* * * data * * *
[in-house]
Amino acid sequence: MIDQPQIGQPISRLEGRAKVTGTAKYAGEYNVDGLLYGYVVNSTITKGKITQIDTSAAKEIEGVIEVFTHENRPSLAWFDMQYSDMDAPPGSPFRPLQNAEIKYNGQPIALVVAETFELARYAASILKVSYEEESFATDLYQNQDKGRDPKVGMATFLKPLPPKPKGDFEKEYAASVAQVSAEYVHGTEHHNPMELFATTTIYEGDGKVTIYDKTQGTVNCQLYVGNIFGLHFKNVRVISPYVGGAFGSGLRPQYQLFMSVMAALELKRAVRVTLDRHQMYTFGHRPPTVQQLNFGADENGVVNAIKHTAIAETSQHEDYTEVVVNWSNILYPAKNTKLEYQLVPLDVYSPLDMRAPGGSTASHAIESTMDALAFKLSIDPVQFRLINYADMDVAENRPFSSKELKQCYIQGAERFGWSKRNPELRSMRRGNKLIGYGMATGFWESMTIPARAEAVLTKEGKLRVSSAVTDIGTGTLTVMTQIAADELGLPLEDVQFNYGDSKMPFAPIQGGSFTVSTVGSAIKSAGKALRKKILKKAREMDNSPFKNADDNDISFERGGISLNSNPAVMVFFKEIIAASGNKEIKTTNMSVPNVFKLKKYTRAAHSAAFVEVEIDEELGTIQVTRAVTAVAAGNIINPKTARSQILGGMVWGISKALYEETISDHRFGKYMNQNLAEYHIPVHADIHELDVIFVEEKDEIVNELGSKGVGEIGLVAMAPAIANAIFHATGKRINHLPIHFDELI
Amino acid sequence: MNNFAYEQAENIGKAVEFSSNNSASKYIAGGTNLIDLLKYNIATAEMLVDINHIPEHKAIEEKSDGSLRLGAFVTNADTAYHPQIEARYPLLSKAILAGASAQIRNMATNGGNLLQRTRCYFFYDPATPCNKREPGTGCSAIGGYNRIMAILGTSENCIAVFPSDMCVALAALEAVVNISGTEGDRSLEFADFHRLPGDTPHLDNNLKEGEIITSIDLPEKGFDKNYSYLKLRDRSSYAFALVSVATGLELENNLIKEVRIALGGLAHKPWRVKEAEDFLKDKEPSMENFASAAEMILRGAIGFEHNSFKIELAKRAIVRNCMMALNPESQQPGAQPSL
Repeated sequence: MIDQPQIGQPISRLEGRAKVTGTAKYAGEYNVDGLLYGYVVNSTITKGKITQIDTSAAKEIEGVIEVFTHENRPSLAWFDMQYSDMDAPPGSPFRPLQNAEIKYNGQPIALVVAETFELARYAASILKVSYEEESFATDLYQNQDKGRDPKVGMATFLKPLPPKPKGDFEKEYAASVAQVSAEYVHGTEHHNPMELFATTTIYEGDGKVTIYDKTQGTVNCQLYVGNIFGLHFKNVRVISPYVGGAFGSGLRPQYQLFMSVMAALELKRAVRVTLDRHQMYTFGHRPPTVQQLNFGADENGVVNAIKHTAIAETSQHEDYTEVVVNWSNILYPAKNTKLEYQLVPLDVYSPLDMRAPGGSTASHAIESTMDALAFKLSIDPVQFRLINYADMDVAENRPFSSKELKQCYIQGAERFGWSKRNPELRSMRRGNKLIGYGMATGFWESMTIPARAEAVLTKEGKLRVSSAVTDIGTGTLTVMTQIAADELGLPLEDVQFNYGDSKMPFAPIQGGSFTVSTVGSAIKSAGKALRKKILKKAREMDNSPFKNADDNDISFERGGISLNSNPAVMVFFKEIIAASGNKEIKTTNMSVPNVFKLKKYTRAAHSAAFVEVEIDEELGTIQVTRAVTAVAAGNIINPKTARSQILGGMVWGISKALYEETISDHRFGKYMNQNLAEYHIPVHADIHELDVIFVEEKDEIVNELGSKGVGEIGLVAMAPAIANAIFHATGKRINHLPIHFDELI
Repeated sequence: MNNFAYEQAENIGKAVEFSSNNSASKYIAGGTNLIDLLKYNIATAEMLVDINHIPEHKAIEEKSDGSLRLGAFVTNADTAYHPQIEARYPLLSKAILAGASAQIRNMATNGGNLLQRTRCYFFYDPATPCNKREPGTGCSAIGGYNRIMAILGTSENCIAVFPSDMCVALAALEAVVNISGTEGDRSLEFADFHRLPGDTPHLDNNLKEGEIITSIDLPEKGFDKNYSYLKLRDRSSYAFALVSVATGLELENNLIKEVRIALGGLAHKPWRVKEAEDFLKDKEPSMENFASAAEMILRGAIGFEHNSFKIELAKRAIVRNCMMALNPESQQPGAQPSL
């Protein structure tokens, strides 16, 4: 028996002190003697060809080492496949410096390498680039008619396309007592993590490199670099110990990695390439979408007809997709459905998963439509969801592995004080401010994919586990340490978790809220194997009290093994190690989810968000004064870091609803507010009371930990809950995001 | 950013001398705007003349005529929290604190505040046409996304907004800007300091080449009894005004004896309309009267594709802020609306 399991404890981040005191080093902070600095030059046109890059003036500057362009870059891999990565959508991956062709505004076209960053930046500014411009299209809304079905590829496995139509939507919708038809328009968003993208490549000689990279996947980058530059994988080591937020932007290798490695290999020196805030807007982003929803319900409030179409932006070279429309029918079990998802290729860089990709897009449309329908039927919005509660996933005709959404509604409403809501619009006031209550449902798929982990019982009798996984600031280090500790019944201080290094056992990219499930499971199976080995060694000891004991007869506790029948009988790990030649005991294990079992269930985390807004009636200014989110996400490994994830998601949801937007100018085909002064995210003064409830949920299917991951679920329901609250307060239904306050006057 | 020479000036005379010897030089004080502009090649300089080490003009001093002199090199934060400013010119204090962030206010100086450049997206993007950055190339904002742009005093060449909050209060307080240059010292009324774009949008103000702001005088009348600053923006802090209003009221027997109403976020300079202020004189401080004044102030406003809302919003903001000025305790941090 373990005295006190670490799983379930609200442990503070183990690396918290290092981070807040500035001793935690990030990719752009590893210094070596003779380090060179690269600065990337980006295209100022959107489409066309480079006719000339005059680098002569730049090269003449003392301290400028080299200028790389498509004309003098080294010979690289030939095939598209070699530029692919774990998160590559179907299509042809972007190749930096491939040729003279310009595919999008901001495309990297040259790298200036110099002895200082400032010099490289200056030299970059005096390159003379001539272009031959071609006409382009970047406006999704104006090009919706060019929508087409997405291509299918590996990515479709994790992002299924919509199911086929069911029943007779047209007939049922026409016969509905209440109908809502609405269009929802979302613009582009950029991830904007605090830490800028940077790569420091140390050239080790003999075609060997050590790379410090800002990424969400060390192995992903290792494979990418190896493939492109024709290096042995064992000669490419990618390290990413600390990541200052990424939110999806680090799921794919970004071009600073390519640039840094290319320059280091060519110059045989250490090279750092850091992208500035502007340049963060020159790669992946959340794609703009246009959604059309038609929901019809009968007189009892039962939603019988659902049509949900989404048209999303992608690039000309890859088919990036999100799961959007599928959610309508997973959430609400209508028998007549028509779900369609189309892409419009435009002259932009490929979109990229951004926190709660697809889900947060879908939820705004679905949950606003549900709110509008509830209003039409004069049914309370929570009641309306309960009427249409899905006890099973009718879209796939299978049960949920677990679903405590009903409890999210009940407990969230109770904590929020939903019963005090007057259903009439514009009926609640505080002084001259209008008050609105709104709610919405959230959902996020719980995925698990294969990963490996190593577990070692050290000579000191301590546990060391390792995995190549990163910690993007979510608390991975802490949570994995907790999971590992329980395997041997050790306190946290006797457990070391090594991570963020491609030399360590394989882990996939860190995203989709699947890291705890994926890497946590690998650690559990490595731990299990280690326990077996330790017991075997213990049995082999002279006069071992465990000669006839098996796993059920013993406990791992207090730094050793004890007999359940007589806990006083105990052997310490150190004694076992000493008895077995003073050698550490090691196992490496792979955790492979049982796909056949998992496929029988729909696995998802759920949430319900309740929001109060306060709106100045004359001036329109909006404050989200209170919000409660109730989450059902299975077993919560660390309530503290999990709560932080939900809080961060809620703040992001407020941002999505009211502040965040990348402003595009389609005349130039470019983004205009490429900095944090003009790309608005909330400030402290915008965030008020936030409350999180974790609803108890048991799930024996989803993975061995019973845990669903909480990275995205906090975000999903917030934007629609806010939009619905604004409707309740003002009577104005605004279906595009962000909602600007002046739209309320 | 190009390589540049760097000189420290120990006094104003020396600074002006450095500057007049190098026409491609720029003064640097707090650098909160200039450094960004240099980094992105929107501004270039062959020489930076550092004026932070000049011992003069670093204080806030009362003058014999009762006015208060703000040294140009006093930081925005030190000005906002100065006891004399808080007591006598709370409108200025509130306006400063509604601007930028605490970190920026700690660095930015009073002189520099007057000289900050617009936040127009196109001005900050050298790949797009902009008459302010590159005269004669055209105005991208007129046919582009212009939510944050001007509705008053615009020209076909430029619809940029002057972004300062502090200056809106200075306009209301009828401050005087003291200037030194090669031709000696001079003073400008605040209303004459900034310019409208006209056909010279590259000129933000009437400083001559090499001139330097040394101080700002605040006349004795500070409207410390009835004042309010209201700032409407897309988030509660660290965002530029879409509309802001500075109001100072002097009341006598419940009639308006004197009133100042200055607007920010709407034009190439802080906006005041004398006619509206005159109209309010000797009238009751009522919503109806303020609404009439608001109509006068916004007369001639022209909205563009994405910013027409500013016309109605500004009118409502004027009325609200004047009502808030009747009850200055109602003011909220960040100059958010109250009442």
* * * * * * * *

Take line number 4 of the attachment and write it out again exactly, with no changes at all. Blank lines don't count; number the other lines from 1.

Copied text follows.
Repeated sequence: MIDQPQIGQPISRLEGRAKVTGTAKYAGEYNVDGLLYGYVVNSTITKGKITQIDTSAAKEIEGVIEVFTHENRPSLAWFDMQYSDMDAPPGSPFRPLQNAEIKYNGQPIALVVAETFELARYAASILKVSYEEESFATDLYQNQDKGRDPKVGMATFLKPLPPKPKGDFEKEYAASVAQVSAEYVHGTEHHNPMELFATTTIYEGDGKVTIYDKTQGTVNCQLYVGNIFGLHFKNVRVISPYVGGAFGSGLRPQYQLFMSVMAALELKRAVRVTLDRHQMYTFGHRPPTVQQLNFGADENGVVNAIKHTAIAETSQHEDYTEVVVNWSNILYPAKNTKLEYQLVPLDVYSPLDMRAPGGSTASHAIESTMDALAFKLSIDPVQFRLINYADMDVAENRPFSSKELKQCYIQGAERFGWSKRNPELRSMRRGNKLIGYGMATGFWESMTIPARAEAVLTKEGKLRVSSAVTDIGTGTLTVMTQIAADELGLPLEDVQFNYGDSKMPFAPIQGGSFTVSTVGSAIKSAGKALRKKILKKAREMDNSPFKNADDNDISFERGGISLNSNPAVMVFFKEIIAASGNKEIKTTNMSVPNVFKLKKYTRAAHSAAFVEVEIDEELGTIQVTRAVTAVAAGNIINPKTARSQILGGMVWGISKALYEETISDHRFGKYMNQNLAEYHIPVHADIHELDVIFVEEKDEIVNELGSKGVGEIGLVAMAPAIANAIFHATGKRINHLPIHFDELI